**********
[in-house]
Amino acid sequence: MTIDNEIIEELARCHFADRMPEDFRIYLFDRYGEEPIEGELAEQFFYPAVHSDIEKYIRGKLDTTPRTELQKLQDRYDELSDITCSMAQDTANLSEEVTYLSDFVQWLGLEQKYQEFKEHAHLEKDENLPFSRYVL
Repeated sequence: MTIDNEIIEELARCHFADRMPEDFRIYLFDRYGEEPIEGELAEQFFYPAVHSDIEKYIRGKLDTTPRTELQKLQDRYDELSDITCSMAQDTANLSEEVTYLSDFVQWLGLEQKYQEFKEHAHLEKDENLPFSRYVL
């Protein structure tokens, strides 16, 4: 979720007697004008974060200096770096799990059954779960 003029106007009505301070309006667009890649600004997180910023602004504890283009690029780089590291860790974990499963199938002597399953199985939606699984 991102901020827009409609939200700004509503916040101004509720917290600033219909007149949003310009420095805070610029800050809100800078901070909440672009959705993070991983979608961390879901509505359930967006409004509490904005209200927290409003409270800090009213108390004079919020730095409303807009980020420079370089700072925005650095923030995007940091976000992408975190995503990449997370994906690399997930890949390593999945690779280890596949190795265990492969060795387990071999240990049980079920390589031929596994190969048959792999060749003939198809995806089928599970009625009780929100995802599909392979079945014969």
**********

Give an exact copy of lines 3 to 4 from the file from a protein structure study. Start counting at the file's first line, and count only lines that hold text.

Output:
Repeated sequence: MTIDNEIIEELARCHFADRMPEDFRIYLFDRYGEEPIEGELAEQFFYPAVHSDIEKYIRGKLDTTPRTELQKLQDRYDELSDITCSMAQDTANLSEEVTYLSDFVQWLGLEQKYQEFKEHAHLEKDENLPFSRYVL
């Protein structure tokens, strides 16, 4: 979720007697004008974060200096770096799990059954779960 003029106007009505301070309006667009890649600004997180910023602004504890283009690029780089590291860790974990499963199938002597399953199985939606699984 991102901020827009409609939200700004509503916040101004509720917290600033219909007149949003310009420095805070610029800050809100800078901070909440672009959705993070991983979608961390879901509505359930967006409004509490904005209200927290409003409270800090009213108390004079919020730095409303807009980020420079370089700072925005650095923030995007940091976000992408975190995503990449997370994906690399997930890949390593999945690779280890596949190795265990492969060795387990071999240990049980079920390589031929596994190969048959792999060749003939198809995806089928599970009625009780929100995802599909392979079945014969």